In a seemingly generous move, Microsoft has announced plans to ‘honor' California's incoming privacy law across the US. The California Consumer Privacy Act (CCPA), will go into effect on January 1, and it brings some important new protections.
The act is reminiscent of the European Union's GDPR, the tools for which Microsoft has already rolled out worldwide. Crucially, the CCPA gives users the right to know what personal data is being collected, whether it's sold and to whom. It also lets them say no to the sale of their data, access it, and request deletion. Companies are unable to discriminate against users who exercise these rights.
Microsoft says it will extend the core tenets of this agreement to all of its US customers, highlighting its support for more robust privacy legislation. Interestingly, the company says it will support the legislation despite it not yet being entirely clear what CCPA will require.
“While many of our customers and users will find that the data controls we already offer them through our GDPR commitment will be stronger than those rights offered by the new California law, we hope this step will show our commitment to supporting states as they enact laws that take us in the right direction,” said Julie Brill, chief privacy officer, in a blog post.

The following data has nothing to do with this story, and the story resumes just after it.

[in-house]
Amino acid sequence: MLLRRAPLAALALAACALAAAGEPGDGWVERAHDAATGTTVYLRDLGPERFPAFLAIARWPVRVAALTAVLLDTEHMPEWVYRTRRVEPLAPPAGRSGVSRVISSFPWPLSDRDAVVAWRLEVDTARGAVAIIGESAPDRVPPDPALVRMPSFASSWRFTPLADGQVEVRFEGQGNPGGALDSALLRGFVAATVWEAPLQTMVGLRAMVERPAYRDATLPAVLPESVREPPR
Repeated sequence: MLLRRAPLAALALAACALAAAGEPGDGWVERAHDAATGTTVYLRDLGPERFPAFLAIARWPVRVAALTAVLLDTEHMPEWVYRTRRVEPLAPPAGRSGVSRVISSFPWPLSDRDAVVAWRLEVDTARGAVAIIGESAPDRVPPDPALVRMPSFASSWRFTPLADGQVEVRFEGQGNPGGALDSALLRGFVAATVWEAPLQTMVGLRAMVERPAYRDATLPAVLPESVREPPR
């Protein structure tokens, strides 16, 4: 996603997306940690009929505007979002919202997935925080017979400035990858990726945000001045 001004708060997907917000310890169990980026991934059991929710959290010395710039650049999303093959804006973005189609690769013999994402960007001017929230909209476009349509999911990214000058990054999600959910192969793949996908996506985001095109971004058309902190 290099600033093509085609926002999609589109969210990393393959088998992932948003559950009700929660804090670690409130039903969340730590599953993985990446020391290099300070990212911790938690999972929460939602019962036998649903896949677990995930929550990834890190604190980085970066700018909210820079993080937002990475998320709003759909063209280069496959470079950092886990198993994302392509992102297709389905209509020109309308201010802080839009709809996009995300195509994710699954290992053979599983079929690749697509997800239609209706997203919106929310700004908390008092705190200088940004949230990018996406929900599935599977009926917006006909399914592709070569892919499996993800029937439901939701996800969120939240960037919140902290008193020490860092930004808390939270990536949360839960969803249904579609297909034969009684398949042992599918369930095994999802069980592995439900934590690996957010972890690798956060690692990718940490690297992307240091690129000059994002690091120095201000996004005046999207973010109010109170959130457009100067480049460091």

It's also helping its enterprise customers transition and comply with the act and understand how CCPA will affect them, with tools rolling out in due time.
Pushing for Further Improvements
With any commitment like this, though, there's always the question of whether the company's actions will line up with its words. Despite its commitments to GDPR, Microsoft has been accused of breaking it with Office telemetry and is under investigation by the EU for GDPR concerns surrounding its contracts with third-parties. Implementing such legislation is complicated for a large company.
Either way, Microsoft says it will continue to push for privacy legislation across the US.
“We are calling upon policymakers in other states and in Congress to build upon the progress made by California and go further by incorporating robust requirements that will make companies more responsible for the data they collect and use, and other key rights from GDPR,” said Brill.
In the long-term, the company wants to see regulation that was forces companies to minimize data collection and specify the purpose of the collection.